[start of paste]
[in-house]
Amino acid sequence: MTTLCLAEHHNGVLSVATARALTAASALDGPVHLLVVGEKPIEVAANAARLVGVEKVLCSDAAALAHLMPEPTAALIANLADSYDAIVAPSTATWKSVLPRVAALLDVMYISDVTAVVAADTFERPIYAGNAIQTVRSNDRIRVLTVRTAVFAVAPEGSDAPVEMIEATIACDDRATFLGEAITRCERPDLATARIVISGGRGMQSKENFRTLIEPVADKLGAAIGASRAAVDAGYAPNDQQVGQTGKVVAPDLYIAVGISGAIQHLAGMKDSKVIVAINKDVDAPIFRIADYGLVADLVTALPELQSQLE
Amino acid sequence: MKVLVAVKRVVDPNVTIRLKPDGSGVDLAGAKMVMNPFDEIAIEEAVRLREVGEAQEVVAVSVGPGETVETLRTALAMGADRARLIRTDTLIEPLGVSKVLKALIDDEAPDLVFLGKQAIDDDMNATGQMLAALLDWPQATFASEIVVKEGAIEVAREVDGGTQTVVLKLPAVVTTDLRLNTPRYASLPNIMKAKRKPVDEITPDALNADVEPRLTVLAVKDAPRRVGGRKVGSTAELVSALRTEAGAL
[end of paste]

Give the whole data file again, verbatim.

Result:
[in-house]
Amino acid sequence: MTTLCLAEHHNGVLSVATARALTAASALDGPVHLLVVGEKPIEVAANAARLVGVEKVLCSDAAALAHLMPEPTAALIANLADSYDAIVAPSTATWKSVLPRVAALLDVMYISDVTAVVAADTFERPIYAGNAIQTVRSNDRIRVLTVRTAVFAVAPEGSDAPVEMIEATIACDDRATFLGEAITRCERPDLATARIVISGGRGMQSKENFRTLIEPVADKLGAAIGASRAAVDAGYAPNDQQVGQTGKVVAPDLYIAVGISGAIQHLAGMKDSKVIVAINKDVDAPIFRIADYGLVADLVTALPELQSQLE
Amino acid sequence: MKVLVAVKRVVDPNVTIRLKPDGSGVDLAGAKMVMNPFDEIAIEEAVRLREVGEAQEVVAVSVGPGETVETLRTALAMGADRARLIRTDTLIEPLGVSKVLKALIDDEAPDLVFLGKQAIDDDMNATGQMLAALLDWPQATFASEIVVKEGAIEVAREVDGGTQTVVLKLPAVVTTDLRLNTPRYASLPNIMKAKRKPVDEITPDALNADVEPRLTVLAVKDAPRRVGGRKVGSTAELVSALRTEAGAL